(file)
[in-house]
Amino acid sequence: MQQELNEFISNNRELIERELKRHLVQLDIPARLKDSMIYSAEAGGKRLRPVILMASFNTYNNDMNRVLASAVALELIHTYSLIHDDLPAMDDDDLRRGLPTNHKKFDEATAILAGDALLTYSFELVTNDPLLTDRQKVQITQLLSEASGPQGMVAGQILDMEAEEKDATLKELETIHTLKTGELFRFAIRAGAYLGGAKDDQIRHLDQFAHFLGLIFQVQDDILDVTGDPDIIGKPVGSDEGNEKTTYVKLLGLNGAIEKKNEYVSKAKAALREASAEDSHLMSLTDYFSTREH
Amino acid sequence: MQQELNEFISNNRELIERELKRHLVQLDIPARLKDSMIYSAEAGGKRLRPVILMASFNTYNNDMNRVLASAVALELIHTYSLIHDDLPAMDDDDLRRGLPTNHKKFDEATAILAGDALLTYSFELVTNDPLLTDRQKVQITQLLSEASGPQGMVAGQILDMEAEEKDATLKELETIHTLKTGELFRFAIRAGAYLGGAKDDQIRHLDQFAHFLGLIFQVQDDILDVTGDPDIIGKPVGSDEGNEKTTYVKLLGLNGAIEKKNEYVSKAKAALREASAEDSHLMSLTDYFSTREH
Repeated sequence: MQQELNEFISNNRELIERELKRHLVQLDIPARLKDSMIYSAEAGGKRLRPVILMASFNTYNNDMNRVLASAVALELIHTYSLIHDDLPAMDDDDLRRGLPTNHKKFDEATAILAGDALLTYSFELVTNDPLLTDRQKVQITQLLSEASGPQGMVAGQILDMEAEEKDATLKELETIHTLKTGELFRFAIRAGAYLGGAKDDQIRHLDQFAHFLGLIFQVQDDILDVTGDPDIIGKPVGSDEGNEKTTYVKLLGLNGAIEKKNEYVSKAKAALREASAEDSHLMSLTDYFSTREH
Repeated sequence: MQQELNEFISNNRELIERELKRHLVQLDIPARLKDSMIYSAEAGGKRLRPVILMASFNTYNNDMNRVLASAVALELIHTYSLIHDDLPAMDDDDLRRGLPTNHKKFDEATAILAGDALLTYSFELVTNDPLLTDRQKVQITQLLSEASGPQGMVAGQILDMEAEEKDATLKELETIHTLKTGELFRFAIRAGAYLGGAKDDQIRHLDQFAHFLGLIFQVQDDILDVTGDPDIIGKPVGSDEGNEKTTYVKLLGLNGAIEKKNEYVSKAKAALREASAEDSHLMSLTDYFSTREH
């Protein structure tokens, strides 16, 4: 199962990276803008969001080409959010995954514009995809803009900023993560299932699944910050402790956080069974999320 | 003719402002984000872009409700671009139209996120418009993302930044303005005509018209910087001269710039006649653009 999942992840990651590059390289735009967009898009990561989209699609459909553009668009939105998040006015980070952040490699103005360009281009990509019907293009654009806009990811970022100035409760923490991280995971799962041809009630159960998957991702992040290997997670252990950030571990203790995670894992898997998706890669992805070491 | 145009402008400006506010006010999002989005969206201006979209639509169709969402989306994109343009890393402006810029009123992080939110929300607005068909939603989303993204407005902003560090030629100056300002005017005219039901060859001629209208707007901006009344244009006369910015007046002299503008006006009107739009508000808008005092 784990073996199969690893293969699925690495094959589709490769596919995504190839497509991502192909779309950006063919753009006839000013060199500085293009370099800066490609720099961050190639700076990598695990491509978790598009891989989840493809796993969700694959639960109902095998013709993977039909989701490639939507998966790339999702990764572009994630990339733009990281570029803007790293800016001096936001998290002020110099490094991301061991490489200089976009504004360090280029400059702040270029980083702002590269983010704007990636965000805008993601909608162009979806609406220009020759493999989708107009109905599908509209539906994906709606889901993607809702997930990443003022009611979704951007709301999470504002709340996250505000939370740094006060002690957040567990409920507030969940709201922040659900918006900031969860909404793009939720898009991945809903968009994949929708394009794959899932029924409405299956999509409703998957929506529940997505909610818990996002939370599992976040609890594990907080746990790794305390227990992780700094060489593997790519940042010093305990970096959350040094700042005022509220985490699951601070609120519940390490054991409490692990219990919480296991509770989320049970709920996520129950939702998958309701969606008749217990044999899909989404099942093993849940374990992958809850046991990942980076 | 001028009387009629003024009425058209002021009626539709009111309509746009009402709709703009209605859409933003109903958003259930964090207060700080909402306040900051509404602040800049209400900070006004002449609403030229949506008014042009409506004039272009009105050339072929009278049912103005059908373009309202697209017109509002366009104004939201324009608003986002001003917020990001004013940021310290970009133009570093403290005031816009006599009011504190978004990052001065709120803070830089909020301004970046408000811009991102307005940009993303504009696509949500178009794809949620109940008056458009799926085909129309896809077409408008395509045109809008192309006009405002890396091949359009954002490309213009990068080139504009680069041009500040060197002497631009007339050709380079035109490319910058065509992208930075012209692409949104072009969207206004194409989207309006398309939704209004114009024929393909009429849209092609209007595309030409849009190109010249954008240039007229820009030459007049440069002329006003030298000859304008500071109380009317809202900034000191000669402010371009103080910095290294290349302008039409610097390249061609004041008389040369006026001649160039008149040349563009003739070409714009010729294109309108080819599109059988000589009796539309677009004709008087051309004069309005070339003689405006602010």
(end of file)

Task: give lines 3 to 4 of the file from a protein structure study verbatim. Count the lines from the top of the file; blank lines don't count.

Amino acid sequence: MQQELNEFISNNRELIERELKRHLVQLDIPARLKDSMIYSAEAGGKRLRPVILMASFNTYNNDMNRVLASAVALELIHTYSLIHDDLPAMDDDDLRRGLPTNHKKFDEATAILAGDALLTYSFELVTNDPLLTDRQKVQITQLLSEASGPQGMVAGQILDMEAEEKDATLKELETIHTLKTGELFRFAIRAGAYLGGAKDDQIRHLDQFAHFLGLIFQVQDDILDVTGDPDIIGKPVGSDEGNEKTTYVKLLGLNGAIEKKNEYVSKAKAALREASAEDSHLMSLTDYFSTREH
Repeated sequence: MQQELNEFISNNRELIERELKRHLVQLDIPARLKDSMIYSAEAGGKRLRPVILMASFNTYNNDMNRVLASAVALELIHTYSLIHDDLPAMDDDDLRRGLPTNHKKFDEATAILAGDALLTYSFELVTNDPLLTDRQKVQITQLLSEASGPQGMVAGQILDMEAEEKDATLKELETIHTLKTGELFRFAIRAGAYLGGAKDDQIRHLDQFAHFLGLIFQVQDDILDVTGDPDIIGKPVGSDEGNEKTTYVKLLGLNGAIEKKNEYVSKAKAALREASAEDSHLMSLTDYFSTREH